A shock protest vote against Tony Abbott’s endorsement in his longheld seat of Warringah is being used by local branch members as a signal that the former prime minister must make the next parliamentary term his last or risk being abandoned by the party.
The secret ballot conducted on Friday has not been released, despite calls for the result to be made public, but The Australian understands at least 27 of about 93 votes went against Mr Abbott. Some sources at the meeting suggested there were as many of 38 votes against Mr Abbott. The former prime minister conceded a vote of 30 per cent against him.
Liberal members in the seat said the ousting of Malcolm Turnbull had damaged Mr Abbott and the preselection process — held several weeks ago and in which Mr Abbott was the sole nomination — would have been contested if it was held after the August 24 coup.
The Australian has also confirmed that two informal votes were lodged in the ballot conducted by the executive of the electorate’s 19 branches as reflected in May, before elections for new office bearers were held.
A second meeting to hold a ballot for the office bearers of the Warringah Federal Electorate Conference, which saw Walter Villatora replaced as president by former Woolworths chief executive Roger Corbett, was also held on Friday night at the Balgowlah RSL in Seaforth.
This vote was conducted by the new executive of the seat’s 19 branches, which reflected substantial growth in the Young Liberal branches in Manly and Mosman. Two new vice-presidents were elected, including long-term popular branch member Lee Furlong, who beat Mr Villatora by 60 votes to 44, and former young Liberal president of NSW Alex Dore.
Multiple sources said if the new executive of the 19 Warringah branches had voted on Mr Abbott’s endorsement, it was “highly likely” the party could have toppled the former prime minister’s hold on Warringah and forced the preselection to be reopened.
“The two Young Liberal branches had grown exponentially to have much greater impact on the second meeting,” one source said. “If the same people had have voted on Tony’s endorsement, he wouldn’t have got through.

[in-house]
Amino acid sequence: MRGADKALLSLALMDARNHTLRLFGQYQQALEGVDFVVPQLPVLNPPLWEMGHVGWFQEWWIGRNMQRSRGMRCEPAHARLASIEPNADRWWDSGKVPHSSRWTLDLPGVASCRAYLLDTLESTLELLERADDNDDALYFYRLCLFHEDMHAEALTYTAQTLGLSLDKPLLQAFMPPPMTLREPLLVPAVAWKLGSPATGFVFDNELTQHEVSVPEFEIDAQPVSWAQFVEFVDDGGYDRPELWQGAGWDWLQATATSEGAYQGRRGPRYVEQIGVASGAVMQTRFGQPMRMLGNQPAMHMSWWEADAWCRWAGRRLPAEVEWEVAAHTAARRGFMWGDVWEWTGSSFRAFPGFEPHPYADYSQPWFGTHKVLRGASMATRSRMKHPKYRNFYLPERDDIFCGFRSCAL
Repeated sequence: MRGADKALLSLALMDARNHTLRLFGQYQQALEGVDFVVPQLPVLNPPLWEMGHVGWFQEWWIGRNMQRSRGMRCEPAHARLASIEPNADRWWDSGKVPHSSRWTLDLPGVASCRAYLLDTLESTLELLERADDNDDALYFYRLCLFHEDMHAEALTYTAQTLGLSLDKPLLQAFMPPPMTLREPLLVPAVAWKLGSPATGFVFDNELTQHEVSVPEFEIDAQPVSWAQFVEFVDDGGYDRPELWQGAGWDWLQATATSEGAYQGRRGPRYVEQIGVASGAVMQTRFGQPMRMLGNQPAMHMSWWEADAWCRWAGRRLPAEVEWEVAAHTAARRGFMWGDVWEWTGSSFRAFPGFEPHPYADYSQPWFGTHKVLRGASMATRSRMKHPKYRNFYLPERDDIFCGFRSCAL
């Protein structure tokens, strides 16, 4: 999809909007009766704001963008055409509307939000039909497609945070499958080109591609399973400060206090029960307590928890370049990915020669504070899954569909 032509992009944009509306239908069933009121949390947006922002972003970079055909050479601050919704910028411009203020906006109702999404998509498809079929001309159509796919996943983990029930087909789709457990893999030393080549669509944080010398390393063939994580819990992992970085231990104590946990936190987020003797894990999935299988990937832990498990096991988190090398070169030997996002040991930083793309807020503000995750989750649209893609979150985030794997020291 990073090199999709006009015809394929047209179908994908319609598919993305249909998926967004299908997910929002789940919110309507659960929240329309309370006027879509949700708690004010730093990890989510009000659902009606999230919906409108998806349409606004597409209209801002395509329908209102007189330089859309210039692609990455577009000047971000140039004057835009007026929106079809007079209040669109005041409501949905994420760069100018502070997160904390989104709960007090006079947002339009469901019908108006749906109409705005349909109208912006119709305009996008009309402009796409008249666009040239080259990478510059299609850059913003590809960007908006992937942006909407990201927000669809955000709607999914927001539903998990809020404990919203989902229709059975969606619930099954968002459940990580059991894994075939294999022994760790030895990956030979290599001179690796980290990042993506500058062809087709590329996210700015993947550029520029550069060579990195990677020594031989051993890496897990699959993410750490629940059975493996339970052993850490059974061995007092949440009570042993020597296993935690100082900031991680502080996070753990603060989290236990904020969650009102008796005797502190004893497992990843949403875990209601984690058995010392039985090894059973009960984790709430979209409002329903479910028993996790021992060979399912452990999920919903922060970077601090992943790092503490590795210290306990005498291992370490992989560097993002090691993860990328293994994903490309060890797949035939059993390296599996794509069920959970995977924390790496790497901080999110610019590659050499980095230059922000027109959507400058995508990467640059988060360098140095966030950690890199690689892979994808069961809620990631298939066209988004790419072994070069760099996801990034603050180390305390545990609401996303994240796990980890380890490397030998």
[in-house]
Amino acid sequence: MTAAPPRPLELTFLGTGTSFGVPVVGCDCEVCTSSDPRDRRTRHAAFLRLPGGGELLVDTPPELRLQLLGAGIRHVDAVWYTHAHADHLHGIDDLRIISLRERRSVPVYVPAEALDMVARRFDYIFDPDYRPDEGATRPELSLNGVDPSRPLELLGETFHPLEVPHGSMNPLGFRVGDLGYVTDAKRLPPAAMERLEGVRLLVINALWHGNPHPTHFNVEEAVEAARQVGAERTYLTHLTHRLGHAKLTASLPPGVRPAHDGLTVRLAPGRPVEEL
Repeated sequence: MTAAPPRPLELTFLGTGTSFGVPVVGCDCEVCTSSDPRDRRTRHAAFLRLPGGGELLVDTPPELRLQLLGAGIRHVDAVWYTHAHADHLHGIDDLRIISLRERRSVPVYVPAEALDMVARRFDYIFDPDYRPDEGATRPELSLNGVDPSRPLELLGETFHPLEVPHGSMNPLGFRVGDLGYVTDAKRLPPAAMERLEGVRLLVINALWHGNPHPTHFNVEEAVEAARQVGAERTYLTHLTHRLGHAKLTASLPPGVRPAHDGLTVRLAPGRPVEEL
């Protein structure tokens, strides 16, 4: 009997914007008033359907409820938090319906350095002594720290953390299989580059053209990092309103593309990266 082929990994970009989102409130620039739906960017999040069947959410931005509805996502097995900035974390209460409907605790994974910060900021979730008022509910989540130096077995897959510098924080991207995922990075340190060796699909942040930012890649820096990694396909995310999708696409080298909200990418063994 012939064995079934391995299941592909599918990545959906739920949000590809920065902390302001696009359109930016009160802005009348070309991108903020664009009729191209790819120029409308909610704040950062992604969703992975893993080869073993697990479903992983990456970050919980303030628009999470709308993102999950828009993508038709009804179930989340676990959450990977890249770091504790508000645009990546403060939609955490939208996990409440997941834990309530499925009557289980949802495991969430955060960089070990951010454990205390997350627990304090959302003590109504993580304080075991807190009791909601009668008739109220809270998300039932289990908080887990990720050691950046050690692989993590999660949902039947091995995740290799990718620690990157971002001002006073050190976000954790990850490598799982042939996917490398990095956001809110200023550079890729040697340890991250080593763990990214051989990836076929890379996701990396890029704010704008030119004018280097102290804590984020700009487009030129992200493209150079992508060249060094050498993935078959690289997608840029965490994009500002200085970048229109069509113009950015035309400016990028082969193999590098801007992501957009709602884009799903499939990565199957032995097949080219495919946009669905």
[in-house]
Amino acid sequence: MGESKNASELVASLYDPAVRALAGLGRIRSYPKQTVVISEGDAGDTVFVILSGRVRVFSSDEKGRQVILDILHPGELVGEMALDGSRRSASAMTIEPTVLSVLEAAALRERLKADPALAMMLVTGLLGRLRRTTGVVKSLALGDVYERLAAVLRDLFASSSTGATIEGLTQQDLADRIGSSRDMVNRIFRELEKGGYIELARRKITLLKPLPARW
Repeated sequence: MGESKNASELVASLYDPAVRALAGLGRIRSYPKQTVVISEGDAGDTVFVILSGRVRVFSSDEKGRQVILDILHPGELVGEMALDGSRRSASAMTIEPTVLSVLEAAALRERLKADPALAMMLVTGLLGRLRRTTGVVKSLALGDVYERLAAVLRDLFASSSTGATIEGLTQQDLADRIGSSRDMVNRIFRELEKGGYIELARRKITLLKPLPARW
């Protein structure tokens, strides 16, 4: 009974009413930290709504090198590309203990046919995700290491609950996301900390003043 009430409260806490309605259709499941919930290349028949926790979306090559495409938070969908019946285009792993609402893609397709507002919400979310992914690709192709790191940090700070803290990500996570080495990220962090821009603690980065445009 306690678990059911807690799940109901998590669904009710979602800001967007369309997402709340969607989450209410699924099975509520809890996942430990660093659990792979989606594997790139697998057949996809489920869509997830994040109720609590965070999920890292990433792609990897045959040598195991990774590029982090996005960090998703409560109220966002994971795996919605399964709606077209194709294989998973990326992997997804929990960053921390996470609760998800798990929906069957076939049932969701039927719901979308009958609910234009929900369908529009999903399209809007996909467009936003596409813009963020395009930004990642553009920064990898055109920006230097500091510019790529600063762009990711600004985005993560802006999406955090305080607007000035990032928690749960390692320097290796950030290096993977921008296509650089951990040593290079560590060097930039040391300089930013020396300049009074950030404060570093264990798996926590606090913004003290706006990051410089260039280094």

“There was such a high protest vote that people now think Tony will lose the general election in Warringah. This shows that it is Tony’s last term. People are very upset with the leadership spill.”
There is also an expectation that Mr Abbott will have to mount a stronger local campaign at the next election, given his primary vote dropped to 51.65 per cent in 2016 from 60.9 per cent at the 2013 election when he delivered government to the Liberals.
Mr Abbott strongly disputed suggestions that up to 38 people voted against his endorsement amid speculation of nine informal votes and only 46 votes in his favour. Mr Abbott said he won roughly 70 per cent of the vote, a party spokesman telling The Australian: “Mr Abbott was endorsed with a comfortable majority” — an acknowledgment of a protest vote of 30 per cent.
Some local branch members are outraged that the result of the endorsement ballot has not been made public, with former senator and party elder Chris Puplick, who participated in the vote, asking for the numbers at the meeting after Mr Abbott was endorsed.
The request was denied and The Australian understands the vote was not released during the previous endorsement meeting ahead of the 2016 doubledissolution election.
Under rule changes, the next preselection process would be thrown open to any member of a branch in the Warringah FEC who has been a member for at least two years, expanding the potential voters from a field of about 100 to 700.
Some Liberal insiders say this would work against Mr Abbott by giving the Young Liberal branches, which are larger than other branches, a controlling share of the plebiscite model.